Israel talks with Hamas back on as terror group drops permanent ceasefire demand

Relatives of hostages in Gaza protest in front of the Israeli parliament demanding their return Credit: Saeed Qaq/Anadolu via Getty Images

Under the draft proposals, a first tranche of hostages will be released under a six-week truce, after which talks can continue Israel reopened ceasefire talks with Hamas on Friday after the terror group dropped its demands for a permanent truce.

Hamas published a revised deal to swap its Israeli hostages for up to 1,000 Palestinian prisoners held in Israeli jails.

Previous talks broke down over Hamas demanding a permanent end to fighting, and after the group refused to supply Israel with a list of captives who are still alive in Gaza.

Under the draft proposals, a first tranche of hostages will be released under a six-week truce, after which talks can start on a permanent ceasefire.

On Friday, Benjamin Netanyahu, the Israeli prime minister, dismissed the “unrealistic” new offer but said he would send a delegation to Qatar to reopen talks.

Israel has been reluctant to sign up to a permanent ceasefire as it is committed to its goal of destroying Hamas entirely.

Mr Netanyahu also said that he had approved plans for an invasion of Rafah, the last remaining Hamas stronghold in Gaza. His threat was probably part warning and part negotiating leverage.

On Friday, the US said that it needed to see a clear and workable plan for Rafah, which included getting civilians out of harm’s way.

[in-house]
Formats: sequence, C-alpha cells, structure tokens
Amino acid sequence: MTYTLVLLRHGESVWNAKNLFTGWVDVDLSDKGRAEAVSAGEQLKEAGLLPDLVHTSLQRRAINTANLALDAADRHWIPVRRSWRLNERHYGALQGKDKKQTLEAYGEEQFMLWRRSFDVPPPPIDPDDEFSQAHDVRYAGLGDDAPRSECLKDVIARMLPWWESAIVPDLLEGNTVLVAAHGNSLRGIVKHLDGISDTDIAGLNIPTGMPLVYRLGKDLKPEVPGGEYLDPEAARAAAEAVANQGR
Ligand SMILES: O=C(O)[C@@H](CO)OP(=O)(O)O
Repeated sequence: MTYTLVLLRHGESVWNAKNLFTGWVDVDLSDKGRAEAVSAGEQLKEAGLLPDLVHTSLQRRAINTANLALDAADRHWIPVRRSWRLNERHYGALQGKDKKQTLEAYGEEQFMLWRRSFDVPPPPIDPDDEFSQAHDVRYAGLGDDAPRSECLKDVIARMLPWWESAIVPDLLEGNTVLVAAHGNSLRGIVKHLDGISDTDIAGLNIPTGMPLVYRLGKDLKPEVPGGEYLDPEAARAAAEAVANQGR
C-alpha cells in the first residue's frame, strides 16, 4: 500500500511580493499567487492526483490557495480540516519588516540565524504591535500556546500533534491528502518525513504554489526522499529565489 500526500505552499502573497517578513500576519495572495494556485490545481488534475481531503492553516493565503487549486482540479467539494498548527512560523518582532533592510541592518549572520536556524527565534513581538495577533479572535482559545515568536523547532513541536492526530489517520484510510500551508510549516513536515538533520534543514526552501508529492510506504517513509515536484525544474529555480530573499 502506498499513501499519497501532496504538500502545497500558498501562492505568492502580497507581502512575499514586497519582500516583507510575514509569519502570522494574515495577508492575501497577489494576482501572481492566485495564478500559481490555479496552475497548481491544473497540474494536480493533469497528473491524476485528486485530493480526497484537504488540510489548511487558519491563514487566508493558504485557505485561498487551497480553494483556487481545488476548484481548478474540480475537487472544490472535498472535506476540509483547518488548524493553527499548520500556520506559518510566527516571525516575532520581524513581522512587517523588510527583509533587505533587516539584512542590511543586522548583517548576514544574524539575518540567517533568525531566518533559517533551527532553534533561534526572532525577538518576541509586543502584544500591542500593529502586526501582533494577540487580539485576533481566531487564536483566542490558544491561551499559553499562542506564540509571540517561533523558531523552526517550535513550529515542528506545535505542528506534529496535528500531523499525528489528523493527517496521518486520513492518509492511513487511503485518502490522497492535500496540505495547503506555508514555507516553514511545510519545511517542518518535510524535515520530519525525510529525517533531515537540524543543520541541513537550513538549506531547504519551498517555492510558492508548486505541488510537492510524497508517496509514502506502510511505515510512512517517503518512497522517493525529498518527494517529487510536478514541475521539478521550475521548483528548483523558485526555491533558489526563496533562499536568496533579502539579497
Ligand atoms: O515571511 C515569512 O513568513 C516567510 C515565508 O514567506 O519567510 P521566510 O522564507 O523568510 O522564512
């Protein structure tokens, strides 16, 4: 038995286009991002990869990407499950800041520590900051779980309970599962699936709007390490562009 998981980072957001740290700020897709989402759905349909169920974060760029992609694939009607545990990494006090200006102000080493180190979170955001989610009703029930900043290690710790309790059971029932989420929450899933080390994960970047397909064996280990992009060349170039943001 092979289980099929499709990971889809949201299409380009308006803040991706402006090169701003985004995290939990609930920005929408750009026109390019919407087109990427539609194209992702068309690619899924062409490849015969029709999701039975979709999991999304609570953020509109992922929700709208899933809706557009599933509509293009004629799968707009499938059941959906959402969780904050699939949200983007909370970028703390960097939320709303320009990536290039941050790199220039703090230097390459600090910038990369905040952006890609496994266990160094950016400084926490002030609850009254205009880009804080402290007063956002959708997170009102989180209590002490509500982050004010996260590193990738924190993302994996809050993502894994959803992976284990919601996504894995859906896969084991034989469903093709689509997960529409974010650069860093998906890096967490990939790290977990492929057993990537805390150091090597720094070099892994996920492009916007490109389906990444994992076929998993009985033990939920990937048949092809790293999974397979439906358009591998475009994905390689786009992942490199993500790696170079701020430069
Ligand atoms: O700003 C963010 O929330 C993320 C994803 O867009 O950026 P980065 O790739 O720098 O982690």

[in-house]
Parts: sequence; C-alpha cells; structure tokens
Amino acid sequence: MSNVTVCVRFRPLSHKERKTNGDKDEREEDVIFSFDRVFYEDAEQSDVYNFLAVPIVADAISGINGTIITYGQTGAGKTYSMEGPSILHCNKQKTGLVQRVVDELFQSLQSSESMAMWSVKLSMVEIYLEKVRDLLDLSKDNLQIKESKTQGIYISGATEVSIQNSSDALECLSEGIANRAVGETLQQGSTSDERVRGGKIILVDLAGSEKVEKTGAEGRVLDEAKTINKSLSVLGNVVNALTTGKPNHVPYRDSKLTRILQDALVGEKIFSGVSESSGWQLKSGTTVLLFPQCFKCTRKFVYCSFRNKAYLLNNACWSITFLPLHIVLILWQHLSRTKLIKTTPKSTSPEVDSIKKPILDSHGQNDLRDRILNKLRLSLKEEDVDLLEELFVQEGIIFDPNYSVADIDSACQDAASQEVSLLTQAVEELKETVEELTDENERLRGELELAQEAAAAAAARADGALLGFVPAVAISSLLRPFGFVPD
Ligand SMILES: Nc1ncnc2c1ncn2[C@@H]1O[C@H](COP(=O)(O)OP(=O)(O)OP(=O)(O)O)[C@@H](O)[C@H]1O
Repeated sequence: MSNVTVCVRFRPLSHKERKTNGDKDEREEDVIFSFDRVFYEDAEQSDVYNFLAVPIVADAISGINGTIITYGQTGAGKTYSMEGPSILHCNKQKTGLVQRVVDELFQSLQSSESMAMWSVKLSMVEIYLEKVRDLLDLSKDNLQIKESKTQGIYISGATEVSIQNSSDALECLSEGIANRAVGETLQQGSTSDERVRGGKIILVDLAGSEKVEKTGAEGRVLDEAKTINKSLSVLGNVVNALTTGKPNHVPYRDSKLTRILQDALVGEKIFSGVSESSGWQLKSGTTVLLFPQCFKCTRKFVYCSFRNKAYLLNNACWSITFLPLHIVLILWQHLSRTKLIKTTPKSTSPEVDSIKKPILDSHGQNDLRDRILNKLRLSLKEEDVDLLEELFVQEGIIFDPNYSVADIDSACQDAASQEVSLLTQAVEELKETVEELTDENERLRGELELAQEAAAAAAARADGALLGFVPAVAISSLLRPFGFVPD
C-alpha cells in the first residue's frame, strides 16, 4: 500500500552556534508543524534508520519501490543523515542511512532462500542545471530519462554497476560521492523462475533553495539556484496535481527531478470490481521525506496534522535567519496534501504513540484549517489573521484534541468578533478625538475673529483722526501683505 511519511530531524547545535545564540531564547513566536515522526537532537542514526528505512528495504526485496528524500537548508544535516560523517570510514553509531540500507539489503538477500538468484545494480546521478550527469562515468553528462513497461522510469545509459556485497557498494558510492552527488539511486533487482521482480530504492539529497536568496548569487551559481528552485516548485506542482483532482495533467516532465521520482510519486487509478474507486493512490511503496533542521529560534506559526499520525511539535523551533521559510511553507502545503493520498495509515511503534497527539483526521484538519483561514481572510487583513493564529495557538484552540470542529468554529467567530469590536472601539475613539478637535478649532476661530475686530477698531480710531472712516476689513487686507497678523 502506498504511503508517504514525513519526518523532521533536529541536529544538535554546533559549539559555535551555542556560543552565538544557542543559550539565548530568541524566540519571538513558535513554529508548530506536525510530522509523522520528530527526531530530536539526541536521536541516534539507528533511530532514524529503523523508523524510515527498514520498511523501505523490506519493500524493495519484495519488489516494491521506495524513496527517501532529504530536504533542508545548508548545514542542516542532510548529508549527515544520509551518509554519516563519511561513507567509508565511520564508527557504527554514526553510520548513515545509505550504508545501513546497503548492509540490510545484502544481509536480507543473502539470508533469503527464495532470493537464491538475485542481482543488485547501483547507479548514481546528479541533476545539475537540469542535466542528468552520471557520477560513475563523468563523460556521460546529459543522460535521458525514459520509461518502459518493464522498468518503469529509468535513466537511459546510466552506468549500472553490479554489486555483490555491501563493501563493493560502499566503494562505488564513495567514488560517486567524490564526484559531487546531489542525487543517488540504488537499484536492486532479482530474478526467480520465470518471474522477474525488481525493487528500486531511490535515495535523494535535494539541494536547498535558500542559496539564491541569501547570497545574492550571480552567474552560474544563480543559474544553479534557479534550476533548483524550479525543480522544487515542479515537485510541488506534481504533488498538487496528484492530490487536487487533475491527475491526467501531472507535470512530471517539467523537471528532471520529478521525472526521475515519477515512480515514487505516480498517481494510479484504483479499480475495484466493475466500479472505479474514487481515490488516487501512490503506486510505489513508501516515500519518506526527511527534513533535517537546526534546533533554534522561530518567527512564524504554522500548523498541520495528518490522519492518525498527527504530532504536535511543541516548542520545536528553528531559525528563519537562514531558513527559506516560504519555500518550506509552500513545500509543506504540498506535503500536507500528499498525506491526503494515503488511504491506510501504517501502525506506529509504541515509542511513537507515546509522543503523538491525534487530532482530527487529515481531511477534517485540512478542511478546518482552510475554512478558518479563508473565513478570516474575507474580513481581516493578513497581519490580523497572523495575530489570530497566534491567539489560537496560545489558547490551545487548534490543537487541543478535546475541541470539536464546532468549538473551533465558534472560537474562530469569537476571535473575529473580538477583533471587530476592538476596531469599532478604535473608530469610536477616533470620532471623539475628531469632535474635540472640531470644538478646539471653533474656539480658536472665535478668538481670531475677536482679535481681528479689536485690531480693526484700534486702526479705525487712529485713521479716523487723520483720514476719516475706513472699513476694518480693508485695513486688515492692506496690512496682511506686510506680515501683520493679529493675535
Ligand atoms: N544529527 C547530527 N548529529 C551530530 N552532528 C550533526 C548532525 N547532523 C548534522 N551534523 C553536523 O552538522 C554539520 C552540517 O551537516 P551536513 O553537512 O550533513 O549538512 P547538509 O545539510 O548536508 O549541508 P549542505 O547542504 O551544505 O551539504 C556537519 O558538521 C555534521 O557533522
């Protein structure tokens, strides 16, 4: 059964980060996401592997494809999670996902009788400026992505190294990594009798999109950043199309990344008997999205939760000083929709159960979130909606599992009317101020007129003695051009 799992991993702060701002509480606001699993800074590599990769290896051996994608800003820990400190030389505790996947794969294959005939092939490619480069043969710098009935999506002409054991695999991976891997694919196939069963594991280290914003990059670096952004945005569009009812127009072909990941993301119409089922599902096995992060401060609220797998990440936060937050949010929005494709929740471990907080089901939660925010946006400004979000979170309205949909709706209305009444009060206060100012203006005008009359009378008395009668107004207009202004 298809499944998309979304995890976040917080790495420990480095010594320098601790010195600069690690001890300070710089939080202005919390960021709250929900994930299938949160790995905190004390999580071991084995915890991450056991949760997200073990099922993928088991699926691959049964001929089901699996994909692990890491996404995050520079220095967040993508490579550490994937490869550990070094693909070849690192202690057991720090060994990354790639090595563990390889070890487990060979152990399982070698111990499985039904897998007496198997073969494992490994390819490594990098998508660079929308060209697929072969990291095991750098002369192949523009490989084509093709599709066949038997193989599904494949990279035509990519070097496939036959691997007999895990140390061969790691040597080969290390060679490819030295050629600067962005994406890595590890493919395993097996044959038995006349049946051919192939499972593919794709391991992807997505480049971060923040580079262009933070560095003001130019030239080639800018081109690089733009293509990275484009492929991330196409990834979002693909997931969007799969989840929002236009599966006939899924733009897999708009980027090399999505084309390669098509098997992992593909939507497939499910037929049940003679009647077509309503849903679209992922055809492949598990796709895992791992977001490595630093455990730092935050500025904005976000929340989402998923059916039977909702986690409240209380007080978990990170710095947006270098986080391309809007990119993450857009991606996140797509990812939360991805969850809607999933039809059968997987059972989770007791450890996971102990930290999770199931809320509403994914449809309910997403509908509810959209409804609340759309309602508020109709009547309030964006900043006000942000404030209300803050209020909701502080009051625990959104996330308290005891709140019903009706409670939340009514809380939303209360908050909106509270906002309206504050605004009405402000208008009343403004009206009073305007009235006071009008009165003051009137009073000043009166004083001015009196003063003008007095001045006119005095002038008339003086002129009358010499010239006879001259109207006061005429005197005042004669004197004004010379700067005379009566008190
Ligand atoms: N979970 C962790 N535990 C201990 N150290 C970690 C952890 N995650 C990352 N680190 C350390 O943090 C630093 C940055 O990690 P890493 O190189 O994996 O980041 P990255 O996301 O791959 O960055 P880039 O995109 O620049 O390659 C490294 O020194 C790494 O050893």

It came as Joe Biden praised a speech by the Democratic leader of the US Senate that called for Mr Netanyahu to hold elections in Israel as he has “lost his way.”

Hosting Leo Varadkar, the Irish prime minister, in the Oval Office, Mr Biden said senator Chuck Schumer had forewarned the White House that he intended to make a highly critical speech about the Israel leader.

“I’m not going to elaborate on the speech,” the US president said. “He made a good speech, and I think he expressed serious concern shared not only by him, but by many Americans.”

The new Hamas offer demands Israel frees up to 1,000 Palestinian prisoners, including 100 people serving life sentences, in return for vulnerable Israeli hostages.

In the first stage of the deal, Hamas would release all women, children, elderly and ill hostages as well as female soldiers in exchange for 700 to 1,000 Palestinian prisoners in Israel, according to the document seen by Reuters.

Hamas would then push for a permanent ceasefire only after the first stage of the deal was complete

A group representing families of some of the hostages urged the Israeli government to accept it. “For the first time, we can envision embracing them again. Please grant us this right,” the group said.

Several hundred people rallied outside the IDF’s headquarters on Friday afternoon, demanding the cabinet accept the deal.

Hamas toughened its stance in the most recent round of talks, saying it would only agree to a deal that included a permanent ceasefire.

Israel previously offered a six-week break in fighting and publicly insisted it could not stop fighting in Gaza until it felt all the military capability of Hamas had been destroyed.

Mr Netanyahu earlier this week reiterated this call for a ground operation in Gaza’s southern city of Rafah, something that Israel’s main ally, the United States, has opposed.

Egypt, one of the key mediators between Hamas and Israel, has urged both parties to come to an agreement.

President Abdel Fattah el-Sisi said on Friday that his country was hoping to reach a ceasefire in Gaza and increase the flow of aid into the besieged enclave.

He also wanted Israel against launching a ground offensive in Rafah near the Egyptian border.
The Telegraph

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